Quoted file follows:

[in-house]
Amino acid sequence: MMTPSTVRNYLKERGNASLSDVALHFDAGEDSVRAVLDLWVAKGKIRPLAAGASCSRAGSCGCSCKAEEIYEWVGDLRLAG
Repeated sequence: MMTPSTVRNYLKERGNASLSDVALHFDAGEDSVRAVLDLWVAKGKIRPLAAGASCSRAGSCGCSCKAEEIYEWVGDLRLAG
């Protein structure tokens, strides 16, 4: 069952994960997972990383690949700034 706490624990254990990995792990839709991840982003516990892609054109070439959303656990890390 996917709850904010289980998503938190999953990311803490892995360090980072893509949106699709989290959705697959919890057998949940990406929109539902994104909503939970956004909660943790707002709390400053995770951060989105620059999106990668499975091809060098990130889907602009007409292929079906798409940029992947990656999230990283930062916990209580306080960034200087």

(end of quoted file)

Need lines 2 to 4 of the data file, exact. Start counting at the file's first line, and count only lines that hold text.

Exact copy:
Amino acid sequence: MMTPSTVRNYLKERGNASLSDVALHFDAGEDSVRAVLDLWVAKGKIRPLAAGASCSRAGSCGCSCKAEEIYEWVGDLRLAG
Repeated sequence: MMTPSTVRNYLKERGNASLSDVALHFDAGEDSVRAVLDLWVAKGKIRPLAAGASCSRAGSCGCSCKAEEIYEWVGDLRLAG
């Protein structure tokens, strides 16, 4: 069952994960997972990383690949700034 706490624990254990990995792990839709991840982003516990892609054109070439959303656990890390 996917709850904010289980998503938190999953990311803490892995360090980072893509949106699709989290959705697959919890057998949940990406929109539902994104909503939970956004909660943790707002709390400053995770951060989105620059999106990668499975091809060098990130889907602009007409292929079906798409940029992947990656999230990283930062916990209580306080960034200087």